In practice, compile your C code with all warnings and debug info (e.g.
gcc -Wall -Wextra -g if using GCC...) then use a debugger (such as GDB).
With a debugger you can run your C code line by line. For
gdb use the
Once you are sure there is almost no bugs in your code, and no simple bug, you'll compile with
gcc -Wall -Wextra -march=native -O2 -g to get a production executable (don't forget to test it too!) and/or for benchmarking purposes.
You could use a good editor such as
emacs and configure it to compile your code with one key, and start the debugger with another key.
BTW, several language implementations are able to compile on the fly to machine code, in particular the SBCL implementation of Common Lisp.
On some systems (in particular Linux), you could write a program which generates at runtime some C code in a temporary file
/tmp/mytemp.c, compile that file as a plugin (by forking a
gcc -Wall -shared -O -fPIC /tmp/mytemp.c -o /tmp/mytemp.so command), dynamically load that plugin (dlopen(3)), find function pointers from its name inside it (dlsym(3)) and run these functions (in the same process that generated their C source code). My GCC MELT tool (free software, GPLv3) is doing this. In practice compilers are fast enough to make that usable for interactive purposes.
It could be difficult to write C code line by line, since C is not a line oriented language (most newlines -outside of macro definitions- in C are understood by the compiler as a space). Actually a C compiler handles only translation units (which you could generate in some
But you could, in your program, read some lines, pack them inside a function source, emit that generated C code in a temporary file, and compile and load that as a plugin as I explained above (
system on the compilation command building the plugin,
dlsym on the plugin).
(Of course, some undefined behavior inside the generated plugin would often crash the entire process, so in practice it would be better to generate the plugin C code from something higher level, and be sure that the generated C code is reasonably correct and won't crash.)
Of course, it uses operating system features: dynamic loading with
dlopen is standardized by POSIX (and the command to compile a plugin is often OS specific), not by C99.
You might instead consider embedding some interpreter like Guile or Lua in your program. Or perhaps consider a JIT compiling approach, using libraries like libjit, asmjit, GCCJIT, LLVM, etc....
I am not saying that C (in its usual implementations) has any Read Eval Print Loop (like Common Lisp has). It does not (see this, as commented by MichaelT). And a REPL implementation might not reproduce faithfully the undefined behavior and faults (segmentation violation ...) that a compiled program has.
If you code in C (in particular on Linux, which I recommend), you'll use several tools (sometimes branded in some IDE combining them): an editor (
emacs), a version control system (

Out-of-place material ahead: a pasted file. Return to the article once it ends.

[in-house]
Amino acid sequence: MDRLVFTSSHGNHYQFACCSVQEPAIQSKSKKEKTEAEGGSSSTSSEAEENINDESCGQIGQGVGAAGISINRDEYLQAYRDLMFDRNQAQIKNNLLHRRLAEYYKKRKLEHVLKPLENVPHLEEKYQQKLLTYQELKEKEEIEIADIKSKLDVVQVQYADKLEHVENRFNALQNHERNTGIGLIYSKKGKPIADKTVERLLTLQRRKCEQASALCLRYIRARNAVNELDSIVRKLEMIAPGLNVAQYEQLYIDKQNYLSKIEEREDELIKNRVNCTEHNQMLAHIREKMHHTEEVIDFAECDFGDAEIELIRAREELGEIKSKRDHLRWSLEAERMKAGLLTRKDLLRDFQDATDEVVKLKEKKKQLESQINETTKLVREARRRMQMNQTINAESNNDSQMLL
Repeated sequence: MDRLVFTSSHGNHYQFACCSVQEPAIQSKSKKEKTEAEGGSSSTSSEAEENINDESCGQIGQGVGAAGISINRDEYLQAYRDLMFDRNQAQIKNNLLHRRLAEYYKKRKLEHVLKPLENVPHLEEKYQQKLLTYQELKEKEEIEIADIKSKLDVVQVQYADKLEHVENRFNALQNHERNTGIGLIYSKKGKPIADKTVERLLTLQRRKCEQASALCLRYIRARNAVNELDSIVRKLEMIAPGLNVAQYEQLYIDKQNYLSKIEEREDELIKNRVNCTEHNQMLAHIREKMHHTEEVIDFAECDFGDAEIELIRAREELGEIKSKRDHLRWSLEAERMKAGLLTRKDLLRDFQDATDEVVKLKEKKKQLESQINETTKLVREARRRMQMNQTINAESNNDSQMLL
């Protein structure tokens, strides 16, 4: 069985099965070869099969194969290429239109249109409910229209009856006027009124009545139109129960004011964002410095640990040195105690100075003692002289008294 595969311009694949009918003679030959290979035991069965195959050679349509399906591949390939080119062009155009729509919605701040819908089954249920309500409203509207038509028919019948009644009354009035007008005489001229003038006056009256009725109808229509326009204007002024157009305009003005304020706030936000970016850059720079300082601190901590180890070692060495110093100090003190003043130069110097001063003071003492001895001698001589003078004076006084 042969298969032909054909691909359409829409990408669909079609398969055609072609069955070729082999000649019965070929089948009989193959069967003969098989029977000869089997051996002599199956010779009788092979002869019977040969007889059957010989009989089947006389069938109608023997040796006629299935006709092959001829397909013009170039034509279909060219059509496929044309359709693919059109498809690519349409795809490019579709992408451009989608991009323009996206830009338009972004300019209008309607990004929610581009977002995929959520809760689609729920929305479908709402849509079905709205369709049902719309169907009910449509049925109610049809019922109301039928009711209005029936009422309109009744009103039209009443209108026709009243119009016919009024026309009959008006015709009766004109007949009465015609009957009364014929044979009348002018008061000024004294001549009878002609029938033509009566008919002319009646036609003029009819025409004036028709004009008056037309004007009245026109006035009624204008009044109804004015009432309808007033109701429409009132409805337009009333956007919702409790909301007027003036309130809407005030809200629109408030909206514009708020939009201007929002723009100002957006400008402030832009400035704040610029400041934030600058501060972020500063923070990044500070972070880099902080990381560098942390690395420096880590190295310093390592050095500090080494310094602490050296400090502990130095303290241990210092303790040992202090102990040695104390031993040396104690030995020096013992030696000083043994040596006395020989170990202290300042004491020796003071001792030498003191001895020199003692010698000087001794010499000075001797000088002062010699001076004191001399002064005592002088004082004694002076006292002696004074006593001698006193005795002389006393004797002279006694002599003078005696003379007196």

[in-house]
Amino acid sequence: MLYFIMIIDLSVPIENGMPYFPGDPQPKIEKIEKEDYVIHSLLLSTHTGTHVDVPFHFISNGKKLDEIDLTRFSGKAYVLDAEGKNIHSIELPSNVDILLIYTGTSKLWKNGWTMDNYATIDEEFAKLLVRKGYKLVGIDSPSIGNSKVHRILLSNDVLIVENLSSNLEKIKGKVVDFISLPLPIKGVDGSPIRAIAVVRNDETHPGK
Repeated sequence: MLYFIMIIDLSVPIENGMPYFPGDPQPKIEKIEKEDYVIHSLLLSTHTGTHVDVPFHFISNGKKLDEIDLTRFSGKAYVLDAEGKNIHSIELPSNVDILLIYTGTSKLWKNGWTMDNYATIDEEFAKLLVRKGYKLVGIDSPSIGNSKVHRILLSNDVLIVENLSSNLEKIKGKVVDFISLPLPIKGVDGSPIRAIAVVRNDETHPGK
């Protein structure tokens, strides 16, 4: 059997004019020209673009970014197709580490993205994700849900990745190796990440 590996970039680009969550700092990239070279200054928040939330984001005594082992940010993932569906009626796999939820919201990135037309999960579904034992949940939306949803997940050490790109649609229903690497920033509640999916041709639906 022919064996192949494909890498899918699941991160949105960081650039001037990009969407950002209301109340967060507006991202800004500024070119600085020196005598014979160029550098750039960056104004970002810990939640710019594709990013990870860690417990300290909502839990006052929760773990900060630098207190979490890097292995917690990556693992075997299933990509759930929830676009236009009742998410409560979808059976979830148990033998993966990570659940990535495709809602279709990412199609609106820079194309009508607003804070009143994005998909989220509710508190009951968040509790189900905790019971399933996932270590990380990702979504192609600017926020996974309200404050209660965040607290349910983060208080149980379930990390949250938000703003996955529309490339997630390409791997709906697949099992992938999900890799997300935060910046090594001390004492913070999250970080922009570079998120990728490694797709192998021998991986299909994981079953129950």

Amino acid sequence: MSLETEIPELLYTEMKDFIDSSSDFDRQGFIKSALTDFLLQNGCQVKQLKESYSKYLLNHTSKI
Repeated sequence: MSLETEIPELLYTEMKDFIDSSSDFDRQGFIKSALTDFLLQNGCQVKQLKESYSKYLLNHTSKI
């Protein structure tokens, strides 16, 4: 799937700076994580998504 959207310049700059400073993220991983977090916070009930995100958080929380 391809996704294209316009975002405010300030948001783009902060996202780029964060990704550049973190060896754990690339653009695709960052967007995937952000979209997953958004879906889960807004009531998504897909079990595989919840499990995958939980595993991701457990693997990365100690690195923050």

git), a builder (GNU
make, see my hints here) which would run the
gcc compiler etc etc, a debugger (
gdb), and others (
grep, valgrind...). With some habit, you'll be very productive by using them together. And since your translation units will remain small (no more than a few thousand lines per source file), compilation is going fast today (less than a few seconds), unless you work on some huge free software project (like the GCC compiler, the Linux kernel, the Mozilla browser in C++, ...) of many millions of source code lines. But trying to contribute to huge project without any prior C experience is insane; so start with your own small C project (two dozens of thousands lines would require you a full year of work).
Since compilation is quick -typically less than a couple of seconds- you can afford compiling very often (e.g. several times each minute) and run your current test in the debugger; in rare cases -huge projects like GCC or the Linux kernel, compilation is much slower, but you won't be in that case without being very experimented in C coding, and then you'll have developed your own skills, tips and tricks to overcome the slowness of the build. So just be sure that your project is compiled quickly: use several translation units, so don't have source files bigger than a few thousand lines each, and master some builder (e.g. have a good
Makefile for GNU
make). Hence a REPL for C is practically useless, the compiler is fast enough ... Configure your editor, e.g.
emacs, to be able to rebuild your program at a keystroke in a few seconds at most (perhaps with a parallel build, à la
Notice that coding in C is hard, probably much harder than coding in Mathematica, not because of tools deficiency, but intrinsically because the semantics of C99 is difficult to master (notably, you'll need to understand precisely the potential undefined behavior and know how the computer works). Even with the right tools you'll spend days or weeks hunting some of your bugs; and it is not a matter of syntax (the syntax of C99 is relatively simple).
IMHO, it is the semantics of C99 which makes it hard to learn, and which makes REPL implementations of C rather useless. In practice, you won't be slowed by the compilation time (probably a second or two for you, if you are working on a fresh project), so you practically won't need any REPL. But you'll experiment that coding in C is difficult (but you'll learn a lot)